I tell my team it is like Survivor. Outwit, Outplay, Outlast. Lots of consultants will dip their toe in to give it a try and when they realize business doesn't come to them easily, they leave. The ones who make it to success are the ones who stick around through the highs and lows and persevere.

Find a company and a product you truly believe in, that you can get up in front of your friends and say without question-You should look at this. When you have that strength of belief and the perseverance and consistent work, you will be successful.

Hope this helps.
Leanne

Last edited by Leanne McGarr; 03-14-2013 at 09:58 AM.
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  #16 (permalink)  
Old 03-12-2013, 04:25 PM
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Hi , That is one of the first questions I had asked my direct sales company! When looking into a company they will answer any questions you have if they don't I would beware! I am with a new company that just launched in February so it would not be a concern for you in any state that you are in!

Jan
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  #17 (permalink)  
Old 03-14-2013, 07:13 AM
Eye's Avatar
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Amazing info in this thread!

And LeAnne McGarr!


WOW! Thank you so much for sharing your insight on this. I love it!
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  #18 (permalink)  
Old 03-15-2013, 08:12 PM
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Thank you for all the replys. I agree great information. I have no choice but to wait to join because I don't have the money for whatever company I choose to go with. I just found out someone local is a rep for 2 companies. I was doing some inquiries on a local swap page and she responded that she doesn't promote them but she is a rep for them and wouldn't mind if I wanted to do one of the companies. I really was considering the company she doesn't want me to do. This is a very small town. Now I don't know if I choose to sign up do I sign up under her so that she won't be as upset with me or just do my own thing and sign up with who I wish?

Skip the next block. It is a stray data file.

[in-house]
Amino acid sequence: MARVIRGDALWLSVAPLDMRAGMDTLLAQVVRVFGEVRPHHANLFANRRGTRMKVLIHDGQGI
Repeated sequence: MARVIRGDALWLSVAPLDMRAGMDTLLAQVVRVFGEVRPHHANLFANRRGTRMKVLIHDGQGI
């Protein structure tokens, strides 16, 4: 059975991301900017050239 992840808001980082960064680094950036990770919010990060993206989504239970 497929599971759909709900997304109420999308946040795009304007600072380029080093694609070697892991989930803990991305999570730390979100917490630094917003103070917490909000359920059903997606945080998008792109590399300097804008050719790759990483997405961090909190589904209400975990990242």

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  #19 (permalink)  
Old 03-15-2013, 08:18 PM
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Well, you need to sign with someone who is going to be able to support you! If she is not actively working her business, she should have no reason to be upset! Best of luck to you!
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  #20 (permalink)  
Old 03-15-2013, 08:55 PM
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Quote:
Originally Posted by momofcbhs View Post
Well, you need to sign with someone who is going to be able to support you! If she is not actively working her business, she should have no reason to be upset! Best of luck to you!
I agree with this!